Sunday, November 12, 2006

Thanks to Hainses for Truck

First off, I would like to thank Shana and Seth Haines, who I've probably thanked more than once before in the course of this blogs life. This time it is for a toyota truck that is going to rock open heart's world. I've driven it around a few times already and besides the fun I'm anticipating next season, it's definitely going to save the suburu's hide. The tape player works and it can hold lots of totes of food and is manual transmission to boot, it's tan in color, but fear not, as we knew you were, there will be a picture of it soon.

and if I haven't talked about garlic enough yet: Could be cause at quail hill we planted somthing like 500 pounds of it, so our little muched row (yeah for leaf mulch!) seemed pretty easy, and is comprised of about 15 lbs of about five or six seed sources, as I might have already said; some from the grocery store, two from farms 10 miles either north or south of us. Even the stuff I bought at the store was all Vermont. With seed local is just as important as with the veggies themselves, for one simple reason that you know if it grew in this climate once it can do it again. That plus all the other good ones.

Friday, November 10, 2006

Wherein Josh Bites the Pie That Feeds Him

sure, a bit of kvetching post-season: So, I was in a meeting with the other farmers of the intervale and saw there, on the table the 2005 Annual report, which was in brochure form, and they give you the what they take in, and the what goes out, dinero-wise, break down. And I noticed the farmer program is one of the few that doesn't look like it fares well. Oh, well we all know the farming doesn't pay (the bills). Ah, but it does, and it's all the more peculiar when such an org couldn't show it more truthfully. Admin apperently (and as we all know) is where the bones is at. Report-wise, it's confusing (and if you understand it this is what the cmments section of a blog is for), or at least I feel the public should know (tout clair) that we farmers actually pay into those admin revenues. I think $350 a piece, but probably actually more for non-incubator farms. This though is a small part of what irks me about the prominence of the dollar pie chart: Without the farms farming there would be no photos, there would be no grants, probably no healthy city or conservatory nursery since I doubt they would maintain greenhouse and tractors and stuff alone, and certainly not lucrative business of consulting (even one better than admin), based pretty much on the prestige of, you guessed it, the farming program, wherein you tell others how to get said farming integrated into nonprof grant world. Which is not kvetching, but just to say that we may not be the financial burden the pie makes us out to be. Um, it's also not to say that I don't like pie, cause I do.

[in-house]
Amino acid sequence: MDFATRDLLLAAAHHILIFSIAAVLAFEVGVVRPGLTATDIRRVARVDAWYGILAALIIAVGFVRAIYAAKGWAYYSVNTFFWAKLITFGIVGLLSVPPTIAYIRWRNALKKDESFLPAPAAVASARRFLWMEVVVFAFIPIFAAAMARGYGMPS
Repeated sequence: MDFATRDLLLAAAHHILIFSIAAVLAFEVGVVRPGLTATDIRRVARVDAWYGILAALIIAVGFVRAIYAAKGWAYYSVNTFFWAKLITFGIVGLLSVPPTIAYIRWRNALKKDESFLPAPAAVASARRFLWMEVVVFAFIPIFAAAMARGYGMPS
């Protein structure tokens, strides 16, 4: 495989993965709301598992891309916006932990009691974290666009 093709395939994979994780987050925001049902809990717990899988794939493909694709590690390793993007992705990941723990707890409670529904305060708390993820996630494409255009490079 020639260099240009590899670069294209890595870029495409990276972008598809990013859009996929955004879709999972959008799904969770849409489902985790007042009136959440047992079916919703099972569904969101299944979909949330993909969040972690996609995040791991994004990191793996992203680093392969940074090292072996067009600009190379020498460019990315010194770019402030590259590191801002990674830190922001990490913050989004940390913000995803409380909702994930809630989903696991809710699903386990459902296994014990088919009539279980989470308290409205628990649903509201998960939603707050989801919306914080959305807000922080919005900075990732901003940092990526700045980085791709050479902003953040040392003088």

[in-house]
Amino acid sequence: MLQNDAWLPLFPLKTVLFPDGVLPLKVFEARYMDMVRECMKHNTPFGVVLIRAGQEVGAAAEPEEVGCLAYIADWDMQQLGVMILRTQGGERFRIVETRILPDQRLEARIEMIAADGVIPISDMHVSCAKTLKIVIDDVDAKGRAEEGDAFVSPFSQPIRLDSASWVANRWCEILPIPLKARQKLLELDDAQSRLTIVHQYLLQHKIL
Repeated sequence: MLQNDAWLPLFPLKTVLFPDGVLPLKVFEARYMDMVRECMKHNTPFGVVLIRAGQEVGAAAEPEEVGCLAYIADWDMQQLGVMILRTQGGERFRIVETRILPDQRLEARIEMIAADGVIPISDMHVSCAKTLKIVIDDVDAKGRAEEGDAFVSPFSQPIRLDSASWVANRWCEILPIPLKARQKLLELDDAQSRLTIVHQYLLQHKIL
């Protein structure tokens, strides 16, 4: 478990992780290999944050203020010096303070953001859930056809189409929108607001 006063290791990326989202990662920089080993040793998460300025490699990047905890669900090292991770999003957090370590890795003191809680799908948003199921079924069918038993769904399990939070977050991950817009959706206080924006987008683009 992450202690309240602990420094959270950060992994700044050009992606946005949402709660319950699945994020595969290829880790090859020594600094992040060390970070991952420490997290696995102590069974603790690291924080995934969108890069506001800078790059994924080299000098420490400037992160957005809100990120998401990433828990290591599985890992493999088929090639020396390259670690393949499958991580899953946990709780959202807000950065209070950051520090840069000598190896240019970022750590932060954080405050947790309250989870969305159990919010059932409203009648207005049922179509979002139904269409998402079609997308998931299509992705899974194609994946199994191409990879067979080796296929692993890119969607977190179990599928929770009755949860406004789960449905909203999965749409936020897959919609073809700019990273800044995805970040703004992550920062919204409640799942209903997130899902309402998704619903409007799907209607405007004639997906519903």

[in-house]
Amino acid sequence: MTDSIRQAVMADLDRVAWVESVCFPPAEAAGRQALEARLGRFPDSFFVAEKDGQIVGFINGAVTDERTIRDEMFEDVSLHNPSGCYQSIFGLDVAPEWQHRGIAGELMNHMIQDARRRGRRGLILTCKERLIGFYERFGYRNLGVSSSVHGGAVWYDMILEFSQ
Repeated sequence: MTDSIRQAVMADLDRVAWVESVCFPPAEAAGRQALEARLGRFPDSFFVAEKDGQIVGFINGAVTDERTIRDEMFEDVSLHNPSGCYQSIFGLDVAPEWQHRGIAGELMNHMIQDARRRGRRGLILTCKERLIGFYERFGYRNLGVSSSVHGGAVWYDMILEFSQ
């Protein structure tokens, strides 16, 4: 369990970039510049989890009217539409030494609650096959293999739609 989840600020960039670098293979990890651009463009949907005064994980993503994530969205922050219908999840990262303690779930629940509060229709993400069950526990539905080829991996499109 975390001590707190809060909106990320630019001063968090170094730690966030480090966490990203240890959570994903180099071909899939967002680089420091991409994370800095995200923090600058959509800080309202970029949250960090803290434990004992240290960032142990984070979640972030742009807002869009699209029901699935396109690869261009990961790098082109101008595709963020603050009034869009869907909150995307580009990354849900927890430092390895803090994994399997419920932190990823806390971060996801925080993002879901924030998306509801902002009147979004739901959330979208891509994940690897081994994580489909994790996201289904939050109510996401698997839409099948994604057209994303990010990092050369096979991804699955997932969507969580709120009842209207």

Thursday, November 02, 2006


this week has been mostly clean-up and planting the garlic rachel metioned a post or two ago. I have been searching around town for leaves, fairly successfully, since to mulch the garlic which we have planted, 13 lbs, we only need about 20 bags, which new england trees have no problem producing.

also processed some of our saved seed for next year: the gilfeather turnip. someone at the new north end market gave us a bunch (100) of seeds, some still in the pod, so I let them dry a bit on the shelf: put them away yesterday. This particular turnip, I looked up on google, and it says very good for vermont conditions. Looks alot like the rutabega that we grow, I wonder how many very similar looking things people want to differentiate. Still, we shall plant it. That and the Oaxaca tomato which did very well last year.

We had the farmer clean up yesterday which includedgetting ready our cold-frames.

Me too, I'm personally having a cleansing message. Something I like to do after every season, at least for the last two or three years. This year I'm doing at the Aryuvedic center of Vermont in Williston. That's a plug.